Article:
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Accessible digital assessments of temporal, spatial or movement concepts for profoundly motor impaired and non-verbal individuals: a pilot study.

Moseley, M., Howat, L., McLoughlin, L., Gilling, S. and Lewis, D., 2019. Accessible digital assessments of temporal, spatial or movement concepts for profoundly motor impaired and non-verbal individuals: a pilot study. Disability and Rehabilitation: Assistive Technology. (In Press)

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DOI: 10.1080/17483107.2019.1683240

Abstract

Purpose: Here we present a study of two new Assistive Technology (AT) accessible digital assessments which were developed to address the current paucity of (English) spoken language comprehension assessments accessible to individuals who are both non-verbal and have profound motor impairments. Such individuals may rely heavily upon AT for communication and control. However, many assessments require that responses are given either verbally, by physical pointing or manipulating physical objects. A further problem with many assessments is their reliance upon static images to represent language components involving temporal, spatial or movement concepts. These new assessments aim to address some of these issues. Materials and methods: The assessments were used with 2 young people who are non-verbal and have profound motor impairments (GMFCS level IV/V) and who use eye gaze as their primary method of communication and access. One assessment uses static images and the other short video clips to represent concepts containing temporal, spatial or movement elements. The assessments were carried out with each participant, both before and after an intervention, as part of a larger study. Results: The assessments were accessible using AT (eye gaze) for both participants, although assessment scores varied. The design of the assessments particularly suited one participant who scored near maximum, but they appeared less suitable for the other participant. Conclusions: Making assessments AT accessible removes a barrier to assessing aspects of the spoken language comprehension abilities of some. Video may be a better medium for representing certain concepts within assessments compared with static images.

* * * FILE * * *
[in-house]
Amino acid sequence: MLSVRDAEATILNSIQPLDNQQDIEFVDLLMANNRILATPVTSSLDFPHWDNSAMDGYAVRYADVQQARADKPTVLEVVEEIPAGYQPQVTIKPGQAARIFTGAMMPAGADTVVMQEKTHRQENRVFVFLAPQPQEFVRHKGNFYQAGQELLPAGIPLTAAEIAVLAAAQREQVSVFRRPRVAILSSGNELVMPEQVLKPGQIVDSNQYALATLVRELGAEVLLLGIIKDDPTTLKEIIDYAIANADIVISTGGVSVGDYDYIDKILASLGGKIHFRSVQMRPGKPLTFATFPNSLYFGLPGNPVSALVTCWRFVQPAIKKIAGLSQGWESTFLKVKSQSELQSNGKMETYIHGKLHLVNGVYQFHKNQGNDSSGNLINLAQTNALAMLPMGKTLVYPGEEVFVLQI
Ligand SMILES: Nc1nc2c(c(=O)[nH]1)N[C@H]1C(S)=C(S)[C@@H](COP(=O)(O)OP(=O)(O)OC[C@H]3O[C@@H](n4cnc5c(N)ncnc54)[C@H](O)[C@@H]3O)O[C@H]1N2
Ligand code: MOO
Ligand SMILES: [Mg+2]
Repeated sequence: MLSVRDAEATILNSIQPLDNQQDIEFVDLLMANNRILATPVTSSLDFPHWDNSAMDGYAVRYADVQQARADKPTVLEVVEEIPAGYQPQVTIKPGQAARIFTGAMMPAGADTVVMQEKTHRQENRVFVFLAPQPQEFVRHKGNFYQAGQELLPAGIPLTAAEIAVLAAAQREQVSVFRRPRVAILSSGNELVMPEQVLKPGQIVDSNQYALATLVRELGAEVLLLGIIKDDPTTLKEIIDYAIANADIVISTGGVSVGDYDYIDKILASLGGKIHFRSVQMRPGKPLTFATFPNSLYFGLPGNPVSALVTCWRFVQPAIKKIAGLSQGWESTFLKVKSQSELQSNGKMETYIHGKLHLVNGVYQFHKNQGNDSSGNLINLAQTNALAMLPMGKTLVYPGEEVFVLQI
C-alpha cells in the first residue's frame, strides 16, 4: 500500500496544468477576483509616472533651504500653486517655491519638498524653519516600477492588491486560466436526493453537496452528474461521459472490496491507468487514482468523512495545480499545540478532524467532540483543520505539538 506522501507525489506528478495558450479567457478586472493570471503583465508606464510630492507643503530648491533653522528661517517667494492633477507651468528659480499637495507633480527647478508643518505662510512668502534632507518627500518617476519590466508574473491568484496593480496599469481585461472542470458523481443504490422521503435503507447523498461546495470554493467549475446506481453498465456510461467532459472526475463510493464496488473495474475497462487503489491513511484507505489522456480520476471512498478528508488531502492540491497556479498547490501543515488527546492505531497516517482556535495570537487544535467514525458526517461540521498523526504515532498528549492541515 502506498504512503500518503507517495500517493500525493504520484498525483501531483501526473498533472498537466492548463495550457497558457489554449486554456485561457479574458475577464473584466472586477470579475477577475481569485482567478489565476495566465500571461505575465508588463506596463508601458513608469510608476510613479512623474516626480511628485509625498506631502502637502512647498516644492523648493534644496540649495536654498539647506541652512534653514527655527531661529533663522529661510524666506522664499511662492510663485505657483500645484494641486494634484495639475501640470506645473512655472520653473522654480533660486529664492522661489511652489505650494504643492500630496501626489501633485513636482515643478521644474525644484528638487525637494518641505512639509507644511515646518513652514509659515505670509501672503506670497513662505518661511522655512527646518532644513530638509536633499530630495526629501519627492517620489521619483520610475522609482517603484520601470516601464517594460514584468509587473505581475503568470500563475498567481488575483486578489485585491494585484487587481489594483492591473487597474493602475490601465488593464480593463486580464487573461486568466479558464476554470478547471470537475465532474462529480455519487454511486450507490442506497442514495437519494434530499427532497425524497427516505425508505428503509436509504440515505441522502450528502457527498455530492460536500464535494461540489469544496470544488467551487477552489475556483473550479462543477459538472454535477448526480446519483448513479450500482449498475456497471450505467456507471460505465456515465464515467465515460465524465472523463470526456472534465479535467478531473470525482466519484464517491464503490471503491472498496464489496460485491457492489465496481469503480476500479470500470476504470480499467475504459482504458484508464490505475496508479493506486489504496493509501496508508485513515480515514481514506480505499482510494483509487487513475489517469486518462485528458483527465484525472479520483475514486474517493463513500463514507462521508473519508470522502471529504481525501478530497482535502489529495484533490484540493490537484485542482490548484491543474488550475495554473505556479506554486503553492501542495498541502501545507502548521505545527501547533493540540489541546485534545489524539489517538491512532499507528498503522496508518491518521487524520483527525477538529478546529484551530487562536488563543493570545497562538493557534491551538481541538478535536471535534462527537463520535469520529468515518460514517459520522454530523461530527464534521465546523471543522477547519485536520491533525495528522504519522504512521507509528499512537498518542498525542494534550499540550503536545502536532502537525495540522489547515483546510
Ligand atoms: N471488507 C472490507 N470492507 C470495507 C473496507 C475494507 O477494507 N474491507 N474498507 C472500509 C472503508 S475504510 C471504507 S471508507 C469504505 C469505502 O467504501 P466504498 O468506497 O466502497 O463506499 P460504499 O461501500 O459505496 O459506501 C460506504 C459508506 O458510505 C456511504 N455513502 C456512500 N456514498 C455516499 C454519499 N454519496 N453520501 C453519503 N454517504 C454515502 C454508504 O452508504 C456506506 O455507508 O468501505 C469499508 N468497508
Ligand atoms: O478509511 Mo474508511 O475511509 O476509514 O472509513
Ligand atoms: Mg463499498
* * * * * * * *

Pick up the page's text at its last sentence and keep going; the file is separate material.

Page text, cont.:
Item Type:Article
ISSN:1748-3107
Group:Faculty of Science & Technology
ID Code:33022
Deposited By: Unnamed user with email symplectic@symplectic
Deposited On:11 Nov 2019 10:17
Last Modified:30 Jun 2020 15:16

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